Bridget Haight: Oh, yes. Yeah. For sure. So, leaders who are working to be more inclusive may face opposition from others in the organization. So, we talked a little bit about this. What advice would you have for a leader faced with the negative biases of others?
Kirsten Petras: I guess going back to that visionary leadership style. This is something that everyone may not see value in. If you are a leader, and this applies to not just this but any topic I suspect. If you are passionate about it and you can make the case study for it and you can get that communicated to your team, and they're still not bought in, it may be appropriate to have some conversations as to why not.
Bridget Haight: Right.
Kirsten Petras: But there's also room for decisions to be made because it is what is good. People are fearful of what they don't know, and you don't come out of school necessarily knowing all these things. You don't come out of 20 and 30 years of work experience with this type of thought process in your day- to- day. And so, it's getting people comfortable adopting the idea that it doesn't take a lot. And I think the mountain in front of people right now when it comes to this, because it is so front and center in the conversation, is they're fearful because they don't know what it means. I hear a lot of things... Not necessarily with our group, I think our group is great actually in terms of hearing disparate voices up and down the organization and across genders and across all spectrums of people that can bring ideas. But you hear people say, "Well, I don't know how I would do this because we don't have a problem," or...
Bridget Haight: Ah, yes.
Kirsten Petras: Or, "This isn't for us. Our company's not big enough to worry about it." There's a number of reasons why people immediately put up barriers to it.
Bridget Haight: Sure.
Kirsten Petras: But in the end, it can just be a misunderstanding of how easy it is to move forward with it.
Bridget Haight: Right.
Kirsten Petras: So, the leader has to clearly be able to communicate the vision. You can communicate the vision of the financial results you're trying to drive, communicate the vision of the kind of culture you're trying to build, and you weave inclusivity into your culture. This comes down to how do you motivate and align your team with the vision.
Bridget Haight: Okay. So, what would you say to the leader who is interested in becoming an inclusive leader, but doesn't know exactly where to start?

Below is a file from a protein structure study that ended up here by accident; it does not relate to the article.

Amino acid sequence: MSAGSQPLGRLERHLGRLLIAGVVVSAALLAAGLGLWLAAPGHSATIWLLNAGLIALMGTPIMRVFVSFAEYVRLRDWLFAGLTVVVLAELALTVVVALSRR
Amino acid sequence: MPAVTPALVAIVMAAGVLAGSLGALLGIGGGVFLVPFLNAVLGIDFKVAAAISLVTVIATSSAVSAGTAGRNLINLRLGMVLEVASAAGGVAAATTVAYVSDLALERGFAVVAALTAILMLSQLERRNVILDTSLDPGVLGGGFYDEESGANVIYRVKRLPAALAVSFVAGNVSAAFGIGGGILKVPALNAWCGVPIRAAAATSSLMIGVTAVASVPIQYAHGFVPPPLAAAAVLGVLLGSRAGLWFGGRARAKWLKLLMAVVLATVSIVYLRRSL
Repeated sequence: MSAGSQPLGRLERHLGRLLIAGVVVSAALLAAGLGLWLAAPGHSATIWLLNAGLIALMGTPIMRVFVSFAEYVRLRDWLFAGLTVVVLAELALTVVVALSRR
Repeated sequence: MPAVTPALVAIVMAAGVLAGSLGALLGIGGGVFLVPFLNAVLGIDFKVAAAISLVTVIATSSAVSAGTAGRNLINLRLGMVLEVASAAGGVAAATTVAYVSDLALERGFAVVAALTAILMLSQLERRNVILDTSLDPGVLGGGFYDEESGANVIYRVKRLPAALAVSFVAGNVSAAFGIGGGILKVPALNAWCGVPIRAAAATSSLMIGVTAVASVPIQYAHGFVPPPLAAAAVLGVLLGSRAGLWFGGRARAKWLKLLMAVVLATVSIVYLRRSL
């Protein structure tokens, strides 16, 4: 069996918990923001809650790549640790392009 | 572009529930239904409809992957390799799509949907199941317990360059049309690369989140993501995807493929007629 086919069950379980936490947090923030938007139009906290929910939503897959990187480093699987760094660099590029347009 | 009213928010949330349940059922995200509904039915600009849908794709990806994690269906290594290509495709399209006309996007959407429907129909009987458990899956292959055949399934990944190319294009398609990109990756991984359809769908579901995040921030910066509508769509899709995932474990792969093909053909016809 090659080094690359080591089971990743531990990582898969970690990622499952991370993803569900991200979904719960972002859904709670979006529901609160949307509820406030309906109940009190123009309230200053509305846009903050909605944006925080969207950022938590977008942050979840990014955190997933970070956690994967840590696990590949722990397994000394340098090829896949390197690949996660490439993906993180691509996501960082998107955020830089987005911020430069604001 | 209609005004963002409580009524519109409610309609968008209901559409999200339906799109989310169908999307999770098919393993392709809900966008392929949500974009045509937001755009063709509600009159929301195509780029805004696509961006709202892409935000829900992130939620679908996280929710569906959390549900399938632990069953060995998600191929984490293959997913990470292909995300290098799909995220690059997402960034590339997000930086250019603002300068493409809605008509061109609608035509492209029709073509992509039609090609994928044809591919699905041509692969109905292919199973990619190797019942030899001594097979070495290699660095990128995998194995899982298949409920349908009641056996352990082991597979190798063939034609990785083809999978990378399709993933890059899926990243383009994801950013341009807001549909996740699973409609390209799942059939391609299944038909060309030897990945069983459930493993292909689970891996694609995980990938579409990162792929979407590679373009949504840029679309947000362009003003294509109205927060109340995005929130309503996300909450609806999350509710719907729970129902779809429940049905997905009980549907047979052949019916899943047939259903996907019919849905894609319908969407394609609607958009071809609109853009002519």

Kirsten Petras: Oh, sure. Well, I think, again, people don't move forward because they just think it's this huge boulder you've got to push up a hill. I mean, Harvard Business Review, McKinsey, 50/ 50 Women on Boards, Linkage. I mean, there's a number... The Farote Group. There's a number of organizations that are putting information out there of small steps you can take, and I think you can take a small step.
Bridget Haight: Yep.
Kirsten Petras: Get curious.
Bridget Haight: Don't get too... Don't be overwhelmed by the intake.
Kirsten Petras: Don't be overwhelmed by it, right. Take a small step. Put a plan together. Most people are building their businesses because they have business plans. Put a little plan together.
Bridget Haight: Yeah.
Kirsten Petras: And then, don't be shy to get help where you need help. There are, in naming all those organizations, several organizations that are providing information, data, training.
Bridget Haight: Training, yeah.
Kirsten Petras: Resources. And so, if you want to fully adopt something, go and figure out how you can get it fully adopted and admit when maybe you can't do it alone.
Bridget Haight: Right.
Kirsten Petras: We have, here at the bank, done a great job over the last few years with some of our business resource groups, and they started relatively high level in terms of inclusivity, and now they're even getting more granular as our organization is learning more about what makes up our company in terms of backgrounds and differences. But baby steps. Don't think you got to change it overnight.
Bridget Haight: So, do you have one final inclusive leadership lesson for our listeners?
Kirsten Petras: Don't be afraid to make mistakes. I mean, we will. My team laughs at me on a regular basis, but I try not to take it personally, but I try to take it seriously.
Bridget Haight: The fact that they feel comfortable enough to laugh at you in front of your face means a lot.